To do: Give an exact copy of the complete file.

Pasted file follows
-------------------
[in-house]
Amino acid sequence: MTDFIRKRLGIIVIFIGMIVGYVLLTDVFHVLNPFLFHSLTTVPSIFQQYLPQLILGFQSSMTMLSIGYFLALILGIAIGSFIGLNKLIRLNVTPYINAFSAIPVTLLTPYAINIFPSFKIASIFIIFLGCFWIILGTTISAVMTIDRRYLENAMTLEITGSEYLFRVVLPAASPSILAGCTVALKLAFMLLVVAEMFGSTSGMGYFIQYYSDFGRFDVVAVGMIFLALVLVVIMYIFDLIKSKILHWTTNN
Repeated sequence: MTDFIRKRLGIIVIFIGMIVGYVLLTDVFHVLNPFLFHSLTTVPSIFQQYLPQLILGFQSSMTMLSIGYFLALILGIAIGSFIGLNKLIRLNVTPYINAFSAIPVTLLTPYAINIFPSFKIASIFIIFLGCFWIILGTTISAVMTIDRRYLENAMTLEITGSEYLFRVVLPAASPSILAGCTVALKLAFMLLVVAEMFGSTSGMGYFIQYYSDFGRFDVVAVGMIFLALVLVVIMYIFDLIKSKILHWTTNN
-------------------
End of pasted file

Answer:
[in-house]
Amino acid sequence: MTDFIRKRLGIIVIFIGMIVGYVLLTDVFHVLNPFLFHSLTTVPSIFQQYLPQLILGFQSSMTMLSIGYFLALILGIAIGSFIGLNKLIRLNVTPYINAFSAIPVTLLTPYAINIFPSFKIASIFIIFLGCFWIILGTTISAVMTIDRRYLENAMTLEITGSEYLFRVVLPAASPSILAGCTVALKLAFMLLVVAEMFGSTSGMGYFIQYYSDFGRFDVVAVGMIFLALVLVVIMYIFDLIKSKILHWTTNN
Repeated sequence: MTDFIRKRLGIIVIFIGMIVGYVLLTDVFHVLNPFLFHSLTTVPSIFQQYLPQLILGFQSSMTMLSIGYFLALILGIAIGSFIGLNKLIRLNVTPYINAFSAIPVTLLTPYAINIFPSFKIASIFIIFLGCFWIILGTTISAVMTIDRRYLENAMTLEITGSEYLFRVVLPAASPSILAGCTVALKLAFMLLVVAEMFGSTSGMGYFIQYYSDFGRFDVVAVGMIFLALVLVVIMYIFDLIKSKILHWTTNN